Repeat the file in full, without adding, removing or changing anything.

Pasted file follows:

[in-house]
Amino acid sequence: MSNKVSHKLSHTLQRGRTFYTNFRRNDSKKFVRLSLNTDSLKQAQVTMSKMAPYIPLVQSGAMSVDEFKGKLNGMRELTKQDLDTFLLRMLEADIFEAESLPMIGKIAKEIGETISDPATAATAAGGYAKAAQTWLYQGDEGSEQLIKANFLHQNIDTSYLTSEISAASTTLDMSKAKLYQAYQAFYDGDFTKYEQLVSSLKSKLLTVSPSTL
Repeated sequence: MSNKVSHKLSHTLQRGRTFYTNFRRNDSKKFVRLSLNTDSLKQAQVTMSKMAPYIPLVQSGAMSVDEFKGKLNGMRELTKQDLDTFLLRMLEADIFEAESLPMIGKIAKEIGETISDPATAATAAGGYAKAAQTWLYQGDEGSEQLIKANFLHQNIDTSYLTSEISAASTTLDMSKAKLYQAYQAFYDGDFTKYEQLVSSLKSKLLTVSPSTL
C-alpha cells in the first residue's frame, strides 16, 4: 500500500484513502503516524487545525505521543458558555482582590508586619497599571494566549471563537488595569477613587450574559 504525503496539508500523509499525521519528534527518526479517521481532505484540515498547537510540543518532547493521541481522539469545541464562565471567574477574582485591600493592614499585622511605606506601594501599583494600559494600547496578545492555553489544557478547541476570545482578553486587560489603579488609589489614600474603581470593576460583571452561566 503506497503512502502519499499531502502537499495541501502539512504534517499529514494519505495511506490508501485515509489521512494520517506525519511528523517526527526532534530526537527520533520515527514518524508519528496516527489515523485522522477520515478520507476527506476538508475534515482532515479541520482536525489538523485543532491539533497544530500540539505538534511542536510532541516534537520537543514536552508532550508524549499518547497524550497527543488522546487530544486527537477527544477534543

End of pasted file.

[in-house]
Amino acid sequence: MSNKVSHKLSHTLQRGRTFYTNFRRNDSKKFVRLSLNTDSLKQAQVTMSKMAPYIPLVQSGAMSVDEFKGKLNGMRELTKQDLDTFLLRMLEADIFEAESLPMIGKIAKEIGETISDPATAATAAGGYAKAAQTWLYQGDEGSEQLIKANFLHQNIDTSYLTSEISAASTTLDMSKAKLYQAYQAFYDGDFTKYEQLVSSLKSKLLTVSPSTL
Repeated sequence: MSNKVSHKLSHTLQRGRTFYTNFRRNDSKKFVRLSLNTDSLKQAQVTMSKMAPYIPLVQSGAMSVDEFKGKLNGMRELTKQDLDTFLLRMLEADIFEAESLPMIGKIAKEIGETISDPATAATAAGGYAKAAQTWLYQGDEGSEQLIKANFLHQNIDTSYLTSEISAASTTLDMSKAKLYQAYQAFYDGDFTKYEQLVSSLKSKLLTVSPSTL
C-alpha cells in the first residue's frame, strides 16, 4: 500500500484513502503516524487545525505521543458558555482582590508586619497599571494566549471563537488595569477613587450574559 504525503496539508500523509499525521519528534527518526479517521481532505484540515498547537510540543518532547493521541481522539469545541464562565471567574477574582485591600493592614499585622511605606506601594501599583494600559494600547496578545492555553489544557478547541476570545482578553486587560489603579488609589489614600474603581470593576460583571452561566 503506497503512502502519499499531502502537499495541501502539512504534517499529514494519505495511506490508501485515509489521512494520517506525519511528523517526527526532534530526537527520533520515527514518524508519528496516527489515523485522522477520515478520507476527506476538508475534515482532515479541520482536525489538523485543532491539533497544530500540539505538534511542536510532541516534537520537543514536552508532550508524549499518547497524550497527543488522546487530544486527537477527544477534543